UNIQUE LITERARY, MUSICAL EVENTS MARK AUTHOR'S APPEARANCE IN ROCHESTER
March 7, 2007
Eastman Office of Communications, 585-274-1050
While Margaret Atwood is best-known for novels like Oryx and Crake and The Handmaid’s Tale, the internationally acclaimed author is also a renowned poet whose verse has been set to music. Local audiences will have the unique opportunity next month to hear Atwood’s words read by the author herself and also performed by musicians.
Atwood will appear as part of The Plutzik Reading Series at the University of Rochester at 4:30 p.m. Monday, March 26, in the Interfaith Chapel on the River Campus. Then, at 8 p.m. that evening in Ingle Auditorium at Rochester Institute of Technology, Cuban-American composer Tania León will join the author for the Rochester premiere of Atwood Songs, León’s vocal-instrumental work based on five Atwood poems.
Both programs are free and open to the public. The performance of Atwood Songs also marks the 20th anniversary of the Susan B. Anthony Institute for Gender and Women’s Studies at the University of Rochester and opens the annual Women in Music Festival at the University’s Eastman School of Music.
Musical treatments of Atwood’s work have been done by other composers like Libby Larsen and Lori Laitman. In addition, her most famous novel, TheHandmaid’s Tale, was adapted and produced as an opera in 2003, and a musical theater version of her novel The Penelopiad is scheduled to premiere in the United Kingdom this summer.
“Rochesterians will have the rare opportunity to hear two artists dialogue about their creative process when Margaret Atwood and Tania León appear on the same stage,” said pianist Sylvie Beaudette, assistant professor of chamber music and accompanying at the University of Rochester’s Eastman School of Music. “The audience will hear the perspectives of the poet and of the composer who sets the words to music as well as their reactions to each other’s work.”
Beaudette will perform with soprano Eileen Strempel, an assistant professor at Syracuse University, for the March 26 program at Rochester Institute of Technology. The musical performances will bookend a discussion between Atwood and León that will be moderated by Julia Figueras, music director for classical music station WXXI FM.
Atwood, the author of more than 40 books of fiction, poetry, and critical essays published in 35 countries, is an international literary star. She has received the Giller Prize and The Governors Generals’ Award in Canada; the Booker Prize and The Sunday Times Award for Literary Excellence in the United Kingdom; and the Dashiell Hammett Award in the United States. Her most recent work is Moral Disorder, a novel that unfolds through a series of stories. Atwood lives and writes in Toronto.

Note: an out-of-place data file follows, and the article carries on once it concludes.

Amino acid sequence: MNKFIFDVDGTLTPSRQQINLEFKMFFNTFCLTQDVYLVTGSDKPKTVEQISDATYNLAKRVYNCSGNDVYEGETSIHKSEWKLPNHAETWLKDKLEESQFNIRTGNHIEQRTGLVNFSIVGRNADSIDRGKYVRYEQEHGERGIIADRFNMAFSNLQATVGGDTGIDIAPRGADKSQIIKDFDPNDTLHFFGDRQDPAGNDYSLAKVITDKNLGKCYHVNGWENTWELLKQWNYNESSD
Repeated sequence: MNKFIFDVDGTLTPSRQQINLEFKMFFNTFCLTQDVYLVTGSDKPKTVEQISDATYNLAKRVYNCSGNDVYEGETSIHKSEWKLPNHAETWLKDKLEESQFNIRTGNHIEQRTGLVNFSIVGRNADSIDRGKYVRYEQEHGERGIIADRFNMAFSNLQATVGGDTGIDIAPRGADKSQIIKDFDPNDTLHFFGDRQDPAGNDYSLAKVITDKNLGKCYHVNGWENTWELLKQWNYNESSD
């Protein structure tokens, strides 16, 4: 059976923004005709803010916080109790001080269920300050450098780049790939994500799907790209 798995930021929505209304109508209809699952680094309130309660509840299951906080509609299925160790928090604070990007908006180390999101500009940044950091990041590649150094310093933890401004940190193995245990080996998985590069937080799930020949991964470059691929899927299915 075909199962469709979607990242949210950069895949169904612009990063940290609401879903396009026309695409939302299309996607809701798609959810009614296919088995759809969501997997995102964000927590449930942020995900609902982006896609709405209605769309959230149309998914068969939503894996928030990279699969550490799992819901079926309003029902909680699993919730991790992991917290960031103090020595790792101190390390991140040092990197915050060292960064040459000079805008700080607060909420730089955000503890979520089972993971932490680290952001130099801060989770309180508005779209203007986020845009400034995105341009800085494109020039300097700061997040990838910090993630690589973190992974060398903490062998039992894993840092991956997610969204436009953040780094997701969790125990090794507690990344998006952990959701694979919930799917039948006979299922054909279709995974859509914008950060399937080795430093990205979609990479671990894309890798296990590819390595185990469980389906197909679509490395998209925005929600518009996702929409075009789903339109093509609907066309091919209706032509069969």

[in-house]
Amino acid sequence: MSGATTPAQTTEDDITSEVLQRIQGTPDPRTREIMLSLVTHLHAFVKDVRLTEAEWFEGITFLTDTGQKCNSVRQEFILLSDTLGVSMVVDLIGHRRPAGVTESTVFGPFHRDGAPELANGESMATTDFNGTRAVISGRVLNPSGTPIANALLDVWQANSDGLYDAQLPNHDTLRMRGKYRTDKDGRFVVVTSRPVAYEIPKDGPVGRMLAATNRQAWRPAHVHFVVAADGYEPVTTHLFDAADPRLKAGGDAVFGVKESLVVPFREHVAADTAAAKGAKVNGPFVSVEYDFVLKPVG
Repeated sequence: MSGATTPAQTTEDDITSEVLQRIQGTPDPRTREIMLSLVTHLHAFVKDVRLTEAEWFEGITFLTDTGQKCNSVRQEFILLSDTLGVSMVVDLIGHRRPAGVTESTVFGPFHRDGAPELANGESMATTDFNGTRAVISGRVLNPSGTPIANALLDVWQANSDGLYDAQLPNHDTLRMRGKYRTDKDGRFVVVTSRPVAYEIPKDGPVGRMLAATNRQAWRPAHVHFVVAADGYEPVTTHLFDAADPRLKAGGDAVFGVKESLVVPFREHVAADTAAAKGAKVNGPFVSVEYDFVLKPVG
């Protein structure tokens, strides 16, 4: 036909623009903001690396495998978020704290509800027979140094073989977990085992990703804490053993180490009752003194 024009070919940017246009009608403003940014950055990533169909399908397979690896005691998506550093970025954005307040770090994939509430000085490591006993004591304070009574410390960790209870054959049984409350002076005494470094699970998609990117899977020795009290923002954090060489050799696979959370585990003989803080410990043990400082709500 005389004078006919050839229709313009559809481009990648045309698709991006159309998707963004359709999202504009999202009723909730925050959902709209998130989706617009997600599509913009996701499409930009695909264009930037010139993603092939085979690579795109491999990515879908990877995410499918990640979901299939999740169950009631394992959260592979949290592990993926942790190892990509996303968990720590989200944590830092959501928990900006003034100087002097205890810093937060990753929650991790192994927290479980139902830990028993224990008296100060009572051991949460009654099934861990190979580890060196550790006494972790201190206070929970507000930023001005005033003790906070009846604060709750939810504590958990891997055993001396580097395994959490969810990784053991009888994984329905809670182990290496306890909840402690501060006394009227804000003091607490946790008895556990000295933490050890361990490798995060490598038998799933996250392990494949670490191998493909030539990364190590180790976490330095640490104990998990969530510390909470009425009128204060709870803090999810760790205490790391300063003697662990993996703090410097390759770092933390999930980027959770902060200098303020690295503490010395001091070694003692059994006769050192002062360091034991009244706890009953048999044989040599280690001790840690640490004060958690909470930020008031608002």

León is a highly regarded composer and conductor. Her orchestral works include Desde … , premiered by the American Composers Orchestra in 2001, and Horizons, written for the NDR Symphony Orchestra of Hamburg in 1999. Her 1994 opera Scourge of Hyacinths has been performed in Germany, Mexico, Switzerland, and Austria. León also has composed works for piano and chamber ensembles, collaborated with poets such as John Ashbery, and appeared as a guest conductor throughout Europe.
A variety of other events have been planned around Atwood and León’s local visits. Faculty and students from Rochester Institute of Technology and the University of Rochester will read poems and passages from Atwood’s works from 4 to 6 p.m. on Wednesday, March 21, in the Idea Factory in RIT’s Wallace Library. The event is free and open to the public, and more information about the reading is available by contacting firstname.lastname@example.org. Both Atwood and León are also scheduled to meet in special sessions with students.
For more information on events related to Atwood Songs, contact (585) 275-2094.
The Atwood and León visit has been made possible with support from, at the University of Rochester: the Susan B. Anthony Institute for Gender and Women’s Studies, the Department of English Plutzik Reading Series, The Humanities Project, the Department of Modern Language and Cultures, the College Music Department, the College Deans’ Office, the Anthony Center for Women’s Leadership, the program in German Studies, the Film and Media Studies Program, the Graduate Program in Visual and Cultural Studies, the Departments of Philosophy, of Linguistics, and of Anthropology, the Eastman School of Music Women in Music Festival, and the Humanities Department at Eastman School of Music. Rochester Institute of Technology support comes from: the College of Liberal Arts, the Department of English, the Office of the Provost, the Department of Fine Arts, the Women’s Center, and the RIT Libraries; and support also comes from the New York State Music Fund, established by the New York State Attorney General at Rockefeller Philanthropy Advisors.